Solenoids are the most important components used in solenoid valves to control the flow of liquids and gases. Solenoids are electromechanical devices that convert AC or DC electrical energy into linear motion. They usually consist of a helical coil wound concentrically around a movable cylinder, called the armature, made from a ferromagnetic material such as iron or steel. Most solenoid valves have a replaceable coil and can be used with coils with different voltages.
When current flows through the coil, it generates a magnetic field inside the coil which attracts the armature towards the center of the solenoid using the same basic principles as ordinary electromagnets. Since the armature is drawn towards the center of the solenoid regardless of the polarity of the current, an opposing force is needed to return the armature into the starting position when the coil is not energized. This is achieved by using a spring mechanism. Under ideal conditions, in order to actuate the solenoid, the force generated by the solenoid must be larger than the combined forces of the spring, and the hydraulic pressure, as well as friction.
By lifting the armature, a small port in the valve is opened that allows the flow of the media. The flow through the valve can be controlled by energizing or de-energizing the coil. While there are several types of solenoid valves which differ in their mechanical construction, the basic idea of a solenoid actuator acting on a control surface remains the same in all solenoid valve types.
The polarity of the electrical contacts is not important with AC and DC solenoid valves. With AC valves, this might be obvious because the current switches polarity twice per period anyway. With DC valves the reasoning is that current passing through the coil creates an electromagnet which produces an attractive force on the armature. When current is applied through the coil, the armature will always be pulled towards the coil, regardless of the contact and current polarity.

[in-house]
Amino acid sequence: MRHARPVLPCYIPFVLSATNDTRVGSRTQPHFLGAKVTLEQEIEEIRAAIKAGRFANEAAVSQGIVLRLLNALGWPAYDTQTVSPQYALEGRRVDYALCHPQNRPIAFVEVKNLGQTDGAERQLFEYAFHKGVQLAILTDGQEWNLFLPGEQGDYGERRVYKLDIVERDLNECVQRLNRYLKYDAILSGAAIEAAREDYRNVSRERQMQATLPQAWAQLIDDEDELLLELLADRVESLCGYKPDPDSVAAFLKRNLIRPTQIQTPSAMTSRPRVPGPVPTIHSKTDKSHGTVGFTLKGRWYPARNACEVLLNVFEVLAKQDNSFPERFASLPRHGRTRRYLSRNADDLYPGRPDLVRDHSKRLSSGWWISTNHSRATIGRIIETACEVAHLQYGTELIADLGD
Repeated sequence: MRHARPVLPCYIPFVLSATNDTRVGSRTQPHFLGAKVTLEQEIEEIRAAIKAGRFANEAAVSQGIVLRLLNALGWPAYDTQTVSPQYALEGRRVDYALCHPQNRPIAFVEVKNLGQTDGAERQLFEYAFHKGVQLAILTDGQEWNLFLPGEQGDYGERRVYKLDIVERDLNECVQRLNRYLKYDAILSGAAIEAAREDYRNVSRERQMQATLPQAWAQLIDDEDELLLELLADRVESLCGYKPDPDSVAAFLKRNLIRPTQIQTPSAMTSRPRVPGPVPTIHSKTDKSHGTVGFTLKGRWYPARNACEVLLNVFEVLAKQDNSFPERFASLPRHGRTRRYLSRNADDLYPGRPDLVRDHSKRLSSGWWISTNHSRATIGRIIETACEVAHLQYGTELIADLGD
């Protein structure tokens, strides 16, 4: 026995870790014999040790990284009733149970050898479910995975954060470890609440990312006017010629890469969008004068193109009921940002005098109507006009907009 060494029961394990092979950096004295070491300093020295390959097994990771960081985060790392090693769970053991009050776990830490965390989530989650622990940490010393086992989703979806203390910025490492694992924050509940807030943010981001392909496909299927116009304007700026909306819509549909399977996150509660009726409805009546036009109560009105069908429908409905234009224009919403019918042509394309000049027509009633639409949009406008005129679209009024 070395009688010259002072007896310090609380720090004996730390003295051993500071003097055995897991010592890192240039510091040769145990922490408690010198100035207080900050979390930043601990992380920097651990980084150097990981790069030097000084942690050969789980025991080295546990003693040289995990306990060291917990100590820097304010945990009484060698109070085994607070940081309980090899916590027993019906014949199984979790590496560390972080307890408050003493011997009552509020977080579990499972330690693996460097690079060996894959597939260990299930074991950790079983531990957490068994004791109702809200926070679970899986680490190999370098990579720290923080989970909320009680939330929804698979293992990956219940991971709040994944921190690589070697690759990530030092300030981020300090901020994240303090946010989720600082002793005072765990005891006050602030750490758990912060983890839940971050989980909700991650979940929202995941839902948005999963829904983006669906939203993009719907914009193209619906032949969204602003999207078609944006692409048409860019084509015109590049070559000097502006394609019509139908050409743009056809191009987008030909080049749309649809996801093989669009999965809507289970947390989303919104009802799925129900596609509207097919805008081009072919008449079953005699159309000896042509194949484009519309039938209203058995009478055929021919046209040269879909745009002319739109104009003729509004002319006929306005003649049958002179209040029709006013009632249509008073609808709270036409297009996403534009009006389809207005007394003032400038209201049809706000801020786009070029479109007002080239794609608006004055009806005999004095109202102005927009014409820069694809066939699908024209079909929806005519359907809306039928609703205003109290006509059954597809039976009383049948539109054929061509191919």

At the most basic level, the operation of DC solenoids is relatively straightforward - the solenoid may be energized, allowing the magnetic force generated by the solenoid to overcome spring resistance and moving the armature towards the center of the coil, or de-energized, allowing the spring force to push the armature back to the starting position.
With AC solenoids, the theory of operation is slightly more complicated. AC current can be approximated using a sinusoidal waveform. As a consequence, twice per period the current has a zero-crossing, meaning that the current flowing through the coil at that point in time is equal to zero.
Since the magnetic force generated by the solenoid is in direct proportion to the current flowing through the solenoid coil, the spring force will overcome the force generated by the solenoid for a short period of time, twice per period. This is a problem which manifests as a vibration of the armature, which produces a humming sound and can cause stress on solenoid valve components. To avoid this issue, a simple conductive ring, termed a shading ring, is installed near the coil around the armature. The shading ring is usually made from copper. The function of a shading ring is to store magnetic field energy and release it with a 90 degree phase difference.